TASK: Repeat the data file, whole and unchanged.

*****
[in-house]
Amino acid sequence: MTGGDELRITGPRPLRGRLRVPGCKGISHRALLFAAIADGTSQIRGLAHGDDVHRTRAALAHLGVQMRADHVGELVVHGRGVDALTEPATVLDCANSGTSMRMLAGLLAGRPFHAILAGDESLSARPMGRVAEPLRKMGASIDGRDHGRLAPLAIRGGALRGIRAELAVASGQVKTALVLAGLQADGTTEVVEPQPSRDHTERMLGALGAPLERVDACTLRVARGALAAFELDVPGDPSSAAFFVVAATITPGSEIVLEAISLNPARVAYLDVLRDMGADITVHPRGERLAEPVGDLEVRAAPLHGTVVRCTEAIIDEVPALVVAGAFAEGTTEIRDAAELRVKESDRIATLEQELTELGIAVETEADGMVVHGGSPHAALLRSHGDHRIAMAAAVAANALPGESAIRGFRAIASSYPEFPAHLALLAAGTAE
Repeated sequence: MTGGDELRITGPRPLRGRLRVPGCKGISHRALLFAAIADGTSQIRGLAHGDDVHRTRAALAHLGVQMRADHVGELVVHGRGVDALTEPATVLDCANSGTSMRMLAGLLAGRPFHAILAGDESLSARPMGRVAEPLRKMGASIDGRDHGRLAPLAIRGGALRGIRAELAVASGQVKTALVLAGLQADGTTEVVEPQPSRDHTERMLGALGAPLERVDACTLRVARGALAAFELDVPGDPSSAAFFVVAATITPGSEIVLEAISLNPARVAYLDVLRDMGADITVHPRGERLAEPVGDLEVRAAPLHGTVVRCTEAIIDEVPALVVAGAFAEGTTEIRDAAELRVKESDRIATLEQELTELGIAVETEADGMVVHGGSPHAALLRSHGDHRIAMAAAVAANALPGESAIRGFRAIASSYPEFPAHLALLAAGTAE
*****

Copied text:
[in-house]
Amino acid sequence: MTGGDELRITGPRPLRGRLRVPGCKGISHRALLFAAIADGTSQIRGLAHGDDVHRTRAALAHLGVQMRADHVGELVVHGRGVDALTEPATVLDCANSGTSMRMLAGLLAGRPFHAILAGDESLSARPMGRVAEPLRKMGASIDGRDHGRLAPLAIRGGALRGIRAELAVASGQVKTALVLAGLQADGTTEVVEPQPSRDHTERMLGALGAPLERVDACTLRVARGALAAFELDVPGDPSSAAFFVVAATITPGSEIVLEAISLNPARVAYLDVLRDMGADITVHPRGERLAEPVGDLEVRAAPLHGTVVRCTEAIIDEVPALVVAGAFAEGTTEIRDAAELRVKESDRIATLEQELTELGIAVETEADGMVVHGGSPHAALLRSHGDHRIAMAAAVAANALPGESAIRGFRAIASSYPEFPAHLALLAAGTAE
Repeated sequence: MTGGDELRITGPRPLRGRLRVPGCKGISHRALLFAAIADGTSQIRGLAHGDDVHRTRAALAHLGVQMRADHVGELVVHGRGVDALTEPATVLDCANSGTSMRMLAGLLAGRPFHAILAGDESLSARPMGRVAEPLRKMGASIDGRDHGRLAPLAIRGGALRGIRAELAVASGQVKTALVLAGLQADGTTEVVEPQPSRDHTERMLGALGAPLERVDACTLRVARGALAAFELDVPGDPSSAAFFVVAATITPGSEIVLEAISLNPARVAYLDVLRDMGADITVHPRGERLAEPVGDLEVRAAPLHGTVVRCTEAIIDEVPALVVAGAFAEGTTEIRDAAELRVKESDRIATLEQELTELGIAVETEADGMVVHGGSPHAALLRSHGDHRIAMAAAVAANALPGESAIRGFRAIASSYPEFPAHLALLAAGTAE